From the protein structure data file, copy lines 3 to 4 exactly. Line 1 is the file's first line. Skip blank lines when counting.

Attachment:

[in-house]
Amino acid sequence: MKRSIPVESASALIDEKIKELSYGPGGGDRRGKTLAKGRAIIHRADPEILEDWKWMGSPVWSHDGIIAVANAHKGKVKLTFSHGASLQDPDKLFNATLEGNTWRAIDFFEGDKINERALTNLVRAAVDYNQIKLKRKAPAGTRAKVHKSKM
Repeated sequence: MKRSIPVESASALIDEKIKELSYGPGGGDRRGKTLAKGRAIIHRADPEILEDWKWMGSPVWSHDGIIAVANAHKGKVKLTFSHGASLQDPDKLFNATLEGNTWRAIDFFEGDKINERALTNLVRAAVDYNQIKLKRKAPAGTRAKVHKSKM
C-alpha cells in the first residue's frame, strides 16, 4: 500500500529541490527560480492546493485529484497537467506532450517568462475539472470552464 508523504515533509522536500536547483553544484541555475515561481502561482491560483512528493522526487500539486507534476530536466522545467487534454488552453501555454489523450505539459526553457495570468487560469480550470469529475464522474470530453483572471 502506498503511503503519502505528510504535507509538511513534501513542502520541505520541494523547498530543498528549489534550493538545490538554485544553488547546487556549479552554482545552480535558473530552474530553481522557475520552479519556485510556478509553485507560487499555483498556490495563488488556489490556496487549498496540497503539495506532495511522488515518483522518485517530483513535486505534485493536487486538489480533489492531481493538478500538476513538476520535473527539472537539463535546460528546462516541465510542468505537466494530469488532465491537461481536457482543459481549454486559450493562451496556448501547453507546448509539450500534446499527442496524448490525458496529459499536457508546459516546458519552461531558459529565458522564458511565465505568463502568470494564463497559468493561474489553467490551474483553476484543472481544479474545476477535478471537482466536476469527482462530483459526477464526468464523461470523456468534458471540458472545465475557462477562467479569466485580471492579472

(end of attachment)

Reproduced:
Repeated sequence: MKRSIPVESASALIDEKIKELSYGPGGGDRRGKTLAKGRAIIHRADPEILEDWKWMGSPVWSHDGIIAVANAHKGKVKLTFSHGASLQDPDKLFNATLEGNTWRAIDFFEGDKINERALTNLVRAAVDYNQIKLKRKAPAGTRAKVHKSKM
C-alpha cells in the first residue's frame, strides 16, 4: 500500500529541490527560480492546493485529484497537467506532450517568462475539472470552464 508523504515533509522536500536547483553544484541555475515561481502561482491560483512528493522526487500539486507534476530536466522545467487534454488552453501555454489523450505539459526553457495570468487560469480550470469529475464522474470530453483572471 502506498503511503503519502505528510504535507509538511513534501513542502520541505520541494523547498530543498528549489534550493538545490538554485544553488547546487556549479552554482545552480535558473530552474530553481522557475520552479519556485510556478509553485507560487499555483498556490495563488488556489490556496487549498496540497503539495506532495511522488515518483522518485517530483513535486505534485493536487486538489480533489492531481493538478500538476513538476520535473527539472537539463535546460528546462516541465510542468505537466494530469488532465491537461481536457482543459481549454486559450493562451496556448501547453507546448509539450500534446499527442496524448490525458496529459499536457508546459516546458519552461531558459529565458522564458511565465505568463502568470494564463497559468493561474489553467490551474483553476484543472481544479474545476477535478471537482466536476469527482462530483459526477464526468464523461470523456468534458471540458472545465475557462477562467479569466485580471492579472